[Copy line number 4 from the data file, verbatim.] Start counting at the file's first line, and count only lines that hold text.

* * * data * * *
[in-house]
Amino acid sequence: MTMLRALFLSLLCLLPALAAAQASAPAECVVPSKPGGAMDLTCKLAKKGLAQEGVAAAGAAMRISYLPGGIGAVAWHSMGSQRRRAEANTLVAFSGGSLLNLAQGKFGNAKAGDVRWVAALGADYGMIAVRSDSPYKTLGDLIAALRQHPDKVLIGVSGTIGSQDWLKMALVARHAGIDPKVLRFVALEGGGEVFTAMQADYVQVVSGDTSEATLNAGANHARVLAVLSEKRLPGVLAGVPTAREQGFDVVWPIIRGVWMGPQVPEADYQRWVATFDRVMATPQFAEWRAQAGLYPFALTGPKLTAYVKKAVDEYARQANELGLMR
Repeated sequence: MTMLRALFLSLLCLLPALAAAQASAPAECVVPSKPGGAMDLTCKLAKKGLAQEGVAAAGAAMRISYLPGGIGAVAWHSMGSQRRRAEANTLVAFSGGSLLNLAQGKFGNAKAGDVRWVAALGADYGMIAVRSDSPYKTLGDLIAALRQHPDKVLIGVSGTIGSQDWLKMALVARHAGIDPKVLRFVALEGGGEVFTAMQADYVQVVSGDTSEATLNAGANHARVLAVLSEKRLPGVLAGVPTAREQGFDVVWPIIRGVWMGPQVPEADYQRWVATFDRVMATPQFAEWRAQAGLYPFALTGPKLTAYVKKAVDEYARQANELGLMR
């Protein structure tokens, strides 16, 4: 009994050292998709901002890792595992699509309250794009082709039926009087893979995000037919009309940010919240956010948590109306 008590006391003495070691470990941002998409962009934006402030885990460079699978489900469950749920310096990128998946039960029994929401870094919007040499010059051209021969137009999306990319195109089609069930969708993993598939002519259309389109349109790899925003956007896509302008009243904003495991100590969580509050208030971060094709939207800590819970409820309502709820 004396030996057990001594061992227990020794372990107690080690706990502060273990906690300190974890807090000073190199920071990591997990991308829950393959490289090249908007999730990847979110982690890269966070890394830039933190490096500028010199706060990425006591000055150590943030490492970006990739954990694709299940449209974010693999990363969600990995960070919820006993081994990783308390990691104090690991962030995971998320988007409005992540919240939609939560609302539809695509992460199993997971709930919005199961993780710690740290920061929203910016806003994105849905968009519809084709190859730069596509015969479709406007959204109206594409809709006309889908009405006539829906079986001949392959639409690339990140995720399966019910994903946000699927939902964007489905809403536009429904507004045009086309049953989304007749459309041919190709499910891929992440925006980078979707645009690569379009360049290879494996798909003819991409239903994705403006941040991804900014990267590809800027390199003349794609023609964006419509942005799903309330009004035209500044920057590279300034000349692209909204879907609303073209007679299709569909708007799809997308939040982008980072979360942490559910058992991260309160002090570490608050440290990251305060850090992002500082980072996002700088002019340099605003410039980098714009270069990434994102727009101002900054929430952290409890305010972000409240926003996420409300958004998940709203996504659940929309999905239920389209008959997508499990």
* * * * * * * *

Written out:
């Protein structure tokens, strides 16, 4: 009994050292998709901002890792595992699509309250794009082709039926009087893979995000037919009309940010919240956010948590109306 008590006391003495070691470990941002998409962009934006402030885990460079699978489900469950749920310096990128998946039960029994929401870094919007040499010059051209021969137009999306990319195109089609069930969708993993598939002519259309389109349109790899925003956007896509302008009243904003495991100590969580509050208030971060094709939207800590819970409820309502709820 004396030996057990001594061992227990020794372990107690080690706990502060273990906690300190974890807090000073190199920071990591997990991308829950393959490289090249908007999730990847979110982690890269966070890394830039933190490096500028010199706060990425006591000055150590943030490492970006990739954990694709299940449209974010693999990363969600990995960070919820006993081994990783308390990691104090690991962030995971998320988007409005992540919240939609939560609302539809695509992460199993997971709930919005199961993780710690740290920061929203910016806003994105849905968009519809084709190859730069596509015969479709406007959204109206594409809709006309889908009405006539829906079986001949392959639409690339990140995720399966019910994903946000699927939902964007489905809403536009429904507004045009086309049953989304007749459309041919190709499910891929992440925006980078979707645009690569379009360049290879494996798909003819991409239903994705403006941040991804900014990267590809800027390199003349794609023609964006419509942005799903309330009004035209500044920057590279300034000349692209909204879907609303073209007679299709569909708007799809997308939040982008980072979360942490559910058992991260309160002090570490608050440290990251305060850090992002500082980072996002700088002019340099605003410039980098714009270069990434994102727009101002900054929430952290409890305010972000409240926003996420409300958004998940709203996504659940929309999905239920389209008959997508499990």